Elements of a Labor Policy for the Next Mayor of New York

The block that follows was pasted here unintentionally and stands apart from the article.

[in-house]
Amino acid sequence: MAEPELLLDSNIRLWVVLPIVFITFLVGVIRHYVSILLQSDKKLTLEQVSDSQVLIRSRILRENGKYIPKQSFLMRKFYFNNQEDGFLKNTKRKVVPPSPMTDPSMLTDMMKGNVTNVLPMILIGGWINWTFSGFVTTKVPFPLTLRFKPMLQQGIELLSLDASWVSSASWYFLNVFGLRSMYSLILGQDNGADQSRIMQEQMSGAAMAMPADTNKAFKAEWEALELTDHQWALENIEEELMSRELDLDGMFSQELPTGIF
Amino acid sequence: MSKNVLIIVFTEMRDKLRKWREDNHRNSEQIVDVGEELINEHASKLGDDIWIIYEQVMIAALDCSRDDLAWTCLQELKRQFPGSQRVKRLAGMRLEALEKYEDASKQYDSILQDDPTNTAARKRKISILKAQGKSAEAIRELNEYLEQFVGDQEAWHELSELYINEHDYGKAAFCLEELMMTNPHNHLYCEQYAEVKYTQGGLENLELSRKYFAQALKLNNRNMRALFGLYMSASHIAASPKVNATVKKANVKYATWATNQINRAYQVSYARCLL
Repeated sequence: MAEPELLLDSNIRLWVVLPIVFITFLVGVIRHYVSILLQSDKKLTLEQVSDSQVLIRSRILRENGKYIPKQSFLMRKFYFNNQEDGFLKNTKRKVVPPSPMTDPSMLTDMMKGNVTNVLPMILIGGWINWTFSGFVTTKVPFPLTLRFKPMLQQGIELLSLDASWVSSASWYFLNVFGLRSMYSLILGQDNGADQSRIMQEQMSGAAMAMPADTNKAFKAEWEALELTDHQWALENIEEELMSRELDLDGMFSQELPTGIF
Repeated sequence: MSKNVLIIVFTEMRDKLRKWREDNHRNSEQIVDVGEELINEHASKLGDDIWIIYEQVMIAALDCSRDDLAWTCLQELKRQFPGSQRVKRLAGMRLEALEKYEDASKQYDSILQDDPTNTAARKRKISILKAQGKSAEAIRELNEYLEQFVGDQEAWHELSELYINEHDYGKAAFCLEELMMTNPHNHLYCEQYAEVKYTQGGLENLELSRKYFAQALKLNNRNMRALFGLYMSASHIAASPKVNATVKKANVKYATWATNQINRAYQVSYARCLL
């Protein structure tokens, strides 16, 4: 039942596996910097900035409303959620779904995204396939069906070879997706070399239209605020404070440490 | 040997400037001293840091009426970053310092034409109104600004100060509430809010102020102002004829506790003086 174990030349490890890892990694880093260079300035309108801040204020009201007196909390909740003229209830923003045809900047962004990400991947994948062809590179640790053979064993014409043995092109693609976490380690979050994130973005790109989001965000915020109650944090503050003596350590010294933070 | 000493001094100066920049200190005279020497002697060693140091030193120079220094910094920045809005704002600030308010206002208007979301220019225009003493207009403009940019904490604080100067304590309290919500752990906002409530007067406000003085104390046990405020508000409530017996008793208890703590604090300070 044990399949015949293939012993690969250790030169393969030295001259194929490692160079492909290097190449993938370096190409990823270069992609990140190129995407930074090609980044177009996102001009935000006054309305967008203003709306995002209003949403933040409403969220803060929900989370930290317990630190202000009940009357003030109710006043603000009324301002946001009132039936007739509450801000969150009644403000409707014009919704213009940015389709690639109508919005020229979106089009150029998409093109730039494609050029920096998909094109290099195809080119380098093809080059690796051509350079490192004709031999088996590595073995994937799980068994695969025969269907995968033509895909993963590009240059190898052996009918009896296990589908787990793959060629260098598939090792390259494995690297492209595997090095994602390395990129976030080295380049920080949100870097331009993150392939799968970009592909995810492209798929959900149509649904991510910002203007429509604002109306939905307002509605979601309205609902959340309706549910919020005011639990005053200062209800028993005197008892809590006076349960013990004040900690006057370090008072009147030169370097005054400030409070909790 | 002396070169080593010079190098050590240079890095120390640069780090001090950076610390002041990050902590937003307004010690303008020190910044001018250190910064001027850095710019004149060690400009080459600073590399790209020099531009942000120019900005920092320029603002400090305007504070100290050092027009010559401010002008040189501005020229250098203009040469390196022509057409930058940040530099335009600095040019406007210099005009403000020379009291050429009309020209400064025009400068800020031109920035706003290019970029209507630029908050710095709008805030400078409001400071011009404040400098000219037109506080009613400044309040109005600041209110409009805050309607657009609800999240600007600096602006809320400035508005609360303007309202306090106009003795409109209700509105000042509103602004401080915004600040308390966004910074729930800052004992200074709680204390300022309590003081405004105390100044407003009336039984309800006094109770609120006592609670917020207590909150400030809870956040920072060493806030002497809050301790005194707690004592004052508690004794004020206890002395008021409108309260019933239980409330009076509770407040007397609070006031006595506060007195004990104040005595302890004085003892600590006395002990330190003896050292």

In recent years, governors and mayors across the country have sought to cope with the fiscal crises brought on by the budgetary impacts of the Great Recession in two different ways. One approach is to attack public service workers and their unions, making them the scapegoats for all budgetary problems regardless of the facts. These attacks have resulted in a considerable weakening of unions and worker rights and caused both management and labor to divert precious financial and human resources into political battles rather than a search for collaborative solutions. The second response has been for administrations to work collaboratively with their workers and unions to address problems together in new ways. The public is demanding faster, more responsive, and more equitable processes and short and long run solutions. One or the other will shape the future of public sector labor management relations, the economic conditions of public service work, and the efficiency and quality of public services. Therefore, those who value public sector unions and collective bargaining need to demonstrate they can make the second option work better than the first.